Simply setting a course on gambling - which still will have to clear final passage votes in both the Senate and the state House of Representatives - was big.
For the last three weeks, an intense battle has raged at the Capitol over whether the gambling expansion package should include House-passed language to include language permitting slots-style video gaming terminals in Pennsylvania's bar, taverns and private clubs.
The argument for the machines is that it opens a now 10-year-old legal gambling market in Pennsylvania to potentially thousands of bars, restaurants and private clubs that now must compete for leisure dollars with casinos and an expanded array of alcohol-to-go providers.
Proponents argued that with 34,000 machines at 8,000 facilities, it could generate $500 million dollars in taxes for the state, and local governments could also benefit from a cut of the proceeds in any given municipality.
But that irresistible force met an immovable object in rank-and-file members of the state Senate, many with established casinos in their own districts, who worried that the creation of thousands of new gambling sites would eat into the market share of a valued tax-raising partner.
Combined with gambling opponents, and city Democrats concerned about the social costs of flooding low-income neighborhoods with machines, the pro-VGT forces appeared to be stuck at about 20 votes in the 50-seat chamber.
By Saturday night, even staunch VGT supporters conceded they won't be part of this year's budget mix, but they vowed to re-try their case in the near-term future.
The emerging bill may guarantee them that chance.
Revamped language governing casino payments to host municipalities required by a recent court decision is set to be effective for one year to 18 months. That means gaming issues would have to be revisited at that time, essentially guaranteeing VGT supporters a fresh chance to make their case.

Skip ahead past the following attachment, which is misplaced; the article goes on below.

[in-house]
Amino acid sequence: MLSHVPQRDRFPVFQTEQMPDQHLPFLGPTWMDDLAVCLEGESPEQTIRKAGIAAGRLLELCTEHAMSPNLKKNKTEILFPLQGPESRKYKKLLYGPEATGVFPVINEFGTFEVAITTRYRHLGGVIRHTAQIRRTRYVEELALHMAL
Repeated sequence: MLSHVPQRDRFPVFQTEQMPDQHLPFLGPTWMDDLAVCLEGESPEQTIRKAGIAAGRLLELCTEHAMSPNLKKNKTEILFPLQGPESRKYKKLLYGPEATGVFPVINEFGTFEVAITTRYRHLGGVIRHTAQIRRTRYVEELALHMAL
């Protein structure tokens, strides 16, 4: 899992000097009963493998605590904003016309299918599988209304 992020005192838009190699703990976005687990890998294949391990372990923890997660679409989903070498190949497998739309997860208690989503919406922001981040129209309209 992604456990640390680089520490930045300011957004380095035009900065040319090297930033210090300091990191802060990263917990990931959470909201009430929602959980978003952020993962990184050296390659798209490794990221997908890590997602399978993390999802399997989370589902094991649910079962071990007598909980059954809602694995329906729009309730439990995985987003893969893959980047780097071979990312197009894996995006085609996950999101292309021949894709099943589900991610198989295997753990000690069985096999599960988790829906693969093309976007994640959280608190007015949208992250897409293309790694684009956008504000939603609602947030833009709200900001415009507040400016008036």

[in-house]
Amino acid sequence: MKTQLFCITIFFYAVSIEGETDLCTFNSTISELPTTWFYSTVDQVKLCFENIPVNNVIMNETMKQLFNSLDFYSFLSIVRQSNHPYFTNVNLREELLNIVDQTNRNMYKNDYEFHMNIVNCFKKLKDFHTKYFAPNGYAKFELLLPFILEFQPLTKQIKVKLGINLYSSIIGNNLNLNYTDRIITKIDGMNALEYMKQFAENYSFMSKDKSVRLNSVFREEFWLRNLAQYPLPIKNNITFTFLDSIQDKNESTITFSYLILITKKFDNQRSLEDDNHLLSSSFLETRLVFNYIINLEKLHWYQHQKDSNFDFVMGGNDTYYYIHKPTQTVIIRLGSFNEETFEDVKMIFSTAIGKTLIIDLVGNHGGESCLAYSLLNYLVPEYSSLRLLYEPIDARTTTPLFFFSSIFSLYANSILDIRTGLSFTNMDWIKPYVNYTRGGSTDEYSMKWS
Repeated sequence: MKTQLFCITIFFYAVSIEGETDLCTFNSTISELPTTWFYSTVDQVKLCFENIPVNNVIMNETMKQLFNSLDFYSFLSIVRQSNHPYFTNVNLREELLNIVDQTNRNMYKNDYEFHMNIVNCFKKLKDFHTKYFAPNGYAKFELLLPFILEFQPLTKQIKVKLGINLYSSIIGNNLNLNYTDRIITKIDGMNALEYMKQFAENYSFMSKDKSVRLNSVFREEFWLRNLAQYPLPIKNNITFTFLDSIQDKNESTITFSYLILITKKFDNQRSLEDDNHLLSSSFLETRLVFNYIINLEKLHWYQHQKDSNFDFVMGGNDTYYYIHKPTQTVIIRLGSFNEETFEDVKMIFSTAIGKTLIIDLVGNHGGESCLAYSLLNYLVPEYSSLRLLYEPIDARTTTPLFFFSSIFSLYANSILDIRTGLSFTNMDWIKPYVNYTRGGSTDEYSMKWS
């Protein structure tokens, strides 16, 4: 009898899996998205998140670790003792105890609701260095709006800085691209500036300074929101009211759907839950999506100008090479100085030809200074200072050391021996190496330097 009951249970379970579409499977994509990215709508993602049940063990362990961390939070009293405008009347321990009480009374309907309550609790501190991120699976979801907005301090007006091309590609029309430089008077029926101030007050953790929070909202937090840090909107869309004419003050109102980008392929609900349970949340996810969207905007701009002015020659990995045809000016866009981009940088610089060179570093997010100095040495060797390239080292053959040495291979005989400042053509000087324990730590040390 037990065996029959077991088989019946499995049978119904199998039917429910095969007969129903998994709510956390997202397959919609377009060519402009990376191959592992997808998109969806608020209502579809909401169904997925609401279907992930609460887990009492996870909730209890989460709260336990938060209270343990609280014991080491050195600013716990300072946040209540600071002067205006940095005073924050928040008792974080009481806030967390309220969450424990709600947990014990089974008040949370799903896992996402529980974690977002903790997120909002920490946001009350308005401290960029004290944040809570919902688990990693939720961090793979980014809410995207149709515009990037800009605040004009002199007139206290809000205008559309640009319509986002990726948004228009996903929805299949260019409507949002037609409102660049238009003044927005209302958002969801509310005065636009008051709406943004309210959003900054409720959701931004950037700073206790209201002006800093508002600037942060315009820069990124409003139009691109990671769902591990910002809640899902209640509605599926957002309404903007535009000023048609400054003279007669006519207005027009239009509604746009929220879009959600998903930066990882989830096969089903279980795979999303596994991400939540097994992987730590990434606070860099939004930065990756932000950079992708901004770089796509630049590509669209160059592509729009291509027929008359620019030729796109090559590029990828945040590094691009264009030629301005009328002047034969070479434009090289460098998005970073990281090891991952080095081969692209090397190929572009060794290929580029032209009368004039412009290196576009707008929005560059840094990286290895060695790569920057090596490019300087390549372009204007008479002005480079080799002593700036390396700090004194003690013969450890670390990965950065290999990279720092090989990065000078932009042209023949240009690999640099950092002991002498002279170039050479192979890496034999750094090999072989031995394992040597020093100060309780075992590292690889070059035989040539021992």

The gambling bill will also include:
Internet Gambling/Online Lottery sales.
This plan would make Pennsylvania the fourth state to permit in-state bets on on-line games run through licenses awarded to the existing commercial casinos.
Proponents of Internet-based games have argued that this will help the casinos tap a new market among younger adults who generally are not regular patrons at the existing casinos now.
New revenue would be taxed at 26 percent for slots-style games, with 24 percent earmarked for the state's general fund, and 20 percent for table-style games like poker or blackjack, with 18 percent going to the state.
The other 2 percent share would be steered back to the casino's host municipality, according to current drafts.
This comes with a provision to permit the Lottery to sell tickets via the Internet.
Supporters, including the Wolf Administration, have sought this move to help the Lottery - Pennsylvania's original public gambling franchise - stay on an even competitive footing as the market jumps into cyberspace.
In what could prove to be a prescient move, the bill would authorize gambling on major league sports games if and when that under-the-table national pastime gets a formal green light from the federal government.
The U.S. Supreme Court last month announced it would hear a case on New Jersey's long-stalled attempt to break into that market - currently banned by federal law - later this year.
The draft bill would also authorize the Pennsylvania Gaming Control Board to regulate daily fantasy sports games and authorizes games on tablets at Pennsylvania's major airport terminals.
Sources familiar with the discussions said the hope was that combination of new games and venues would net $200 million for fiscal 2017-18, mostly through new licenses; and $100 million in annual recurring revenue by 2018-19.
As for the rest of the revenue package, discussions were ongoing on a variety of fronts ranging from a re-direction of tax flows that go into certain special funds at present, to a tax on certain energy transactions to further liberalization of Pennsylvania's alcohol sales laws.